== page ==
Sunday, March 31, 2013

Why We Have To Teach Our Kids To Code

Education is something that bothers me a lot. I don't have children, so that's not the reason, but I do have a degree in Educational Broadcasting and I do sit on a Course Board for a major UK university. I'm also now employing people again. Unfortunately, I'm mostly employing them in the Phillipines, India, Romania, Belgium and Poland.

So, watching an ideologue like Michael Gove trying to take English education back a half century is depressing (not that his equivalents in Scotland, Wales and both parts of Ireland are any better). There are some good bits to what he's doing - teaching everyone how to cook is a pretty decent idea, although I suspect that it will involve lots of goggles and bleach and not the microwaves and frozen dishes that make the most sense (how is it that cook in the bag is considered high cuisine now and called sous-vide, whilst the poor microwave remains derided..?).

What about teaching personal finance in school - it's far more useful than quadratic equations?

And then there are other elements that are far more worrying. Most American kids learn keyboard skills from an early age, but despite the fact that the vast majority of us spend a huge amount of our time using a keyboard, it's a key skill not taught in British schools.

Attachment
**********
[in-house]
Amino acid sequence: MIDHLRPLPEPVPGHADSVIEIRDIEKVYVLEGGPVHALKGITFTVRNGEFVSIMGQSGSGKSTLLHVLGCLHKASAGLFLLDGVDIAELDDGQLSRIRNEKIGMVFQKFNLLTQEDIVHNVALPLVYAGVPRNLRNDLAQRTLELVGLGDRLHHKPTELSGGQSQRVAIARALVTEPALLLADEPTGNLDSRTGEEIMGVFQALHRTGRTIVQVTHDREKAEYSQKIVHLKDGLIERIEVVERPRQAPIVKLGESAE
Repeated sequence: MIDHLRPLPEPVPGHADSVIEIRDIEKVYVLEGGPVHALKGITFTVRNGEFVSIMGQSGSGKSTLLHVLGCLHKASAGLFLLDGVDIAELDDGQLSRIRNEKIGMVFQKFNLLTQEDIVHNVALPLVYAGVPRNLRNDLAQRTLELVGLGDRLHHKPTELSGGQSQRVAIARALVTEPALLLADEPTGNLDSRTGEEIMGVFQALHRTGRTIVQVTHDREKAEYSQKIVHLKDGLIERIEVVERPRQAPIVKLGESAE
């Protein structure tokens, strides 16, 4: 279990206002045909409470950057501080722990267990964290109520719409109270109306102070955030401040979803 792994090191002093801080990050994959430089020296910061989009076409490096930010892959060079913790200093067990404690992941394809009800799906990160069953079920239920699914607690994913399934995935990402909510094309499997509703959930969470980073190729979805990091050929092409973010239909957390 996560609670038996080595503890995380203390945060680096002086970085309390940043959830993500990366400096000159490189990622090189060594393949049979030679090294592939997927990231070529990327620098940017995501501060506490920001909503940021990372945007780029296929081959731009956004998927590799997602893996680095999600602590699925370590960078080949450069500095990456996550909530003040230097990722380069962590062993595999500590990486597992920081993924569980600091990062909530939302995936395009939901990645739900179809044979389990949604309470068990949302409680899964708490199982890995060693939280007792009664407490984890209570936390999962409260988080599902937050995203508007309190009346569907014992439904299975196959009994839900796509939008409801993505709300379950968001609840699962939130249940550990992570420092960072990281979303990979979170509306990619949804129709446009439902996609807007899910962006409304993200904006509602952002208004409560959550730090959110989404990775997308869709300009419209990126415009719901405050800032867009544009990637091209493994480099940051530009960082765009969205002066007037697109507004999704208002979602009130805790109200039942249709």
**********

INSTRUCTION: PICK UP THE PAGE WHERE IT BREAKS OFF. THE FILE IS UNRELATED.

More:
But the real, major issue is that we don't teach kids to code. Foreign languages are nice, but if you already speak English pretty pointless since the whole business world has accepted English as its lingua franca (oh, the irony of that term..). Most coders in the UK I know were self taught, which is as pathetic as it is worrying.

Manufacturing is now done at line level: apps are manufactured using code, not just-in-time raw materials. Our national defence depends on having cleverer coders than Pakistan, a largely medieval state who I truly believe could take us down in an hour if they wanted to, since those Pakistanis who don't go madrases go to coding school. We have little oil left, but we do have one of the best education systems in the world, which could be re-orientated in this direction. However, unless our education system is totally reformed for the 21st century, I do despair of where the UK (or indeed similar countries) will be in just three or four years' time.

Why buy a £100m fighter plane when 10,000 Xbox users with drones is a far better deterrent ? Why teach French in a JavaScript world ? Why produce a TV programme that makes money for Google when you could build your own TV station ?

You can change defence, transport, health and defence policies, but, in my opinion, no single thing would better our lot in the UK than teaching our kids to code.